Teapots Around the World

Have you ever seen similar tea leaves giving different tea experiences at different places? It probably happens because of a variation in the teapots. Selecting the correct teapot is as necessary as picking quality tea leaves because only then can you get that perfectly brewed cup of tea. That is why teapots have their own history. A few teapot features that affect the quality of tea are:


Material: The material from which your teapot is made plays a crucial role in deciding the taste of the tea. Some substances like ceramic and cast iron are known for their heat retention property, while others like clay help in incorporating more flavours into the beverage. You need to learn about distinct materials to know which one fits best in your choices.

Steeping Style: A particular steeping style determines how well your tea will taste. If you want to obtain the perfect tea taste, you will have to steep it in a specific method for the required time. Otherwise, your tea won’t taste as good.


Other than this, a suitable teapot can also change the tea preparation experience for you. For example, a bigger teapot will be able to hold your entire day’s tea, and you won’t have to prepare it again and again. Now that you know how crucial teapots are let’s explore their history.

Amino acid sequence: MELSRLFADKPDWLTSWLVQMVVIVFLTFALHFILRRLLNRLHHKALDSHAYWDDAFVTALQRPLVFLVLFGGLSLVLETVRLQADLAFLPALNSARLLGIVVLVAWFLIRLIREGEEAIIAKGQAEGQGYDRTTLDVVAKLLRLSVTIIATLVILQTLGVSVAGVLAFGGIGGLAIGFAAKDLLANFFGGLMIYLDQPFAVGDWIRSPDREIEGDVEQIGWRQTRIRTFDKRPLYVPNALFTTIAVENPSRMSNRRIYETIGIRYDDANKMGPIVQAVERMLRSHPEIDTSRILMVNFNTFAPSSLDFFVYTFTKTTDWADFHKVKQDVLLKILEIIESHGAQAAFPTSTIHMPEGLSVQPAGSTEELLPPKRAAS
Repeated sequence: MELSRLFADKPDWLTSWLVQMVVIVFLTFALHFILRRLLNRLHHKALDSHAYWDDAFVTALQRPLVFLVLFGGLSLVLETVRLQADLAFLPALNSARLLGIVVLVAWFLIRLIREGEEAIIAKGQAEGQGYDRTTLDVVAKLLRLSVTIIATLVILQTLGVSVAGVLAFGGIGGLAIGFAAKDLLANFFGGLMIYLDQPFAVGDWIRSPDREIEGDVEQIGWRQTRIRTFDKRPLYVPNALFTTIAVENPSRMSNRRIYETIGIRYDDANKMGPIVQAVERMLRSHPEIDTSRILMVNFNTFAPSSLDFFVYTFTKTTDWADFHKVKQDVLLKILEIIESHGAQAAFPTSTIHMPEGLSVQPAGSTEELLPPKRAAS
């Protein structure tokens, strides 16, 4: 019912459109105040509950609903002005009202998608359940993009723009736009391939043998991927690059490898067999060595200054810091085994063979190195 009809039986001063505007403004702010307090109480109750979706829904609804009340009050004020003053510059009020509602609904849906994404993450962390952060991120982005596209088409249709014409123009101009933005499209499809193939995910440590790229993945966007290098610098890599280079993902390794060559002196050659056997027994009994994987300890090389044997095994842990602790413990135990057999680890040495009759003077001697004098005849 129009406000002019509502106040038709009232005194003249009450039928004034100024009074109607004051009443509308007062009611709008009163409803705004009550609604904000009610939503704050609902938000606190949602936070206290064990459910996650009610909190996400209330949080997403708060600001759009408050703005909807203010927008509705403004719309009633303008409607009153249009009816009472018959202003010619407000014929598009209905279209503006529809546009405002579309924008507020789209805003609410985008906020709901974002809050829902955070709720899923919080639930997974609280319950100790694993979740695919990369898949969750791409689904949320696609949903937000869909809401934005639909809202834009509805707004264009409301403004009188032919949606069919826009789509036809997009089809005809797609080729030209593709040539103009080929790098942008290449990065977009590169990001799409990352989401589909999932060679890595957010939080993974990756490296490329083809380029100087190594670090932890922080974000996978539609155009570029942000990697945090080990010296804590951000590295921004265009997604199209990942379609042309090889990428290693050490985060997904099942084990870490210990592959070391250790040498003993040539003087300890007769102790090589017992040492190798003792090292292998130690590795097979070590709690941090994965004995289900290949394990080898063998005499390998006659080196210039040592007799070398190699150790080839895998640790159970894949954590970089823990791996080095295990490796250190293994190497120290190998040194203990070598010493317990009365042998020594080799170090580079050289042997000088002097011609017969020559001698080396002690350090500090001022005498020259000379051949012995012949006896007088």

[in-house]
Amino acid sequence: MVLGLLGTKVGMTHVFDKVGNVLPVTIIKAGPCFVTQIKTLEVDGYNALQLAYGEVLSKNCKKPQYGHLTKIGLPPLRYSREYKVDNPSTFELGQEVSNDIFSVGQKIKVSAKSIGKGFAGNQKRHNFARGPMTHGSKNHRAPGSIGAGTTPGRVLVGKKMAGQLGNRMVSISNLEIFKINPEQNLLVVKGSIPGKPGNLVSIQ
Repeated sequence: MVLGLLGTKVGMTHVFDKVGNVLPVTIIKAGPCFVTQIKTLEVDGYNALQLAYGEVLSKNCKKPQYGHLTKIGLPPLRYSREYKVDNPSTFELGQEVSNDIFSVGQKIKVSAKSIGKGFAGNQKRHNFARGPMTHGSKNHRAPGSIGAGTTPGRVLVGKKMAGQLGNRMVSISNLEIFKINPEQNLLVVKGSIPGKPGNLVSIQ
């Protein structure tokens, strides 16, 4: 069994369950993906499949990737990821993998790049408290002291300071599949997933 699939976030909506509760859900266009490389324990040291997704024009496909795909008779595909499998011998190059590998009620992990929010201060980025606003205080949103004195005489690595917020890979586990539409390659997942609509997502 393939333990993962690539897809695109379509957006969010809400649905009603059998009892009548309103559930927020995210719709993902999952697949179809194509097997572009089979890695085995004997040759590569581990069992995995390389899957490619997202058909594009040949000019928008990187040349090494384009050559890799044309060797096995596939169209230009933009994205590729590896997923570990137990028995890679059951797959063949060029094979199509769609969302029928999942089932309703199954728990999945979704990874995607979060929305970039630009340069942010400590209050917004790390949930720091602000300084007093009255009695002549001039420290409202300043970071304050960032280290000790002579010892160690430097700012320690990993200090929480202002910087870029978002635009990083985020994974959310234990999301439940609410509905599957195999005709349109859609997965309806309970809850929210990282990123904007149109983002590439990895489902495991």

Teapots Around the World


History Of Teapots

Tea gained popularity in the Chinese culture between 618AD-908AD. However, it is still unknown whether people used some pots to steep tea leaves or put them directly into the cup in those times. Even if teapots existed in that era, they must have been simple pots without any beauty appeal to them.


Initially, China had red or purple coloured earthen pots as their official teapots. Each of these vessels was made for specific types of tea. It is also said that Chinese people drink their tea directly from the pots. After this, the Buddhist monks of China took their green tea to Japan. They used the beverage to keep themselves awake during meditation.


When Japanese people developed a liking for Chinese green tea, they asked people from China to teach them the art of making their earthen pots. Following that, they made their own first teapot. The next place to get teapots was India. Indians used tea only for medicinal purposes until the officials of British East India Company asked China to send their teapots.


They requested a unique grate to be put before the spout so that tea leaves could get filtered through it. That is how tea drinking and teapots came to India. The country still holds a big market of tea and the beverage is served throughout the country. Slowly, tea and teapots became popular all over the world with globalisation.


Different Types Of Teapots

Being the first three countries to explore tea, China, Japan, and India have the most historic and unique teapots. Here is what you can find in these places.


-> Chinese Teapots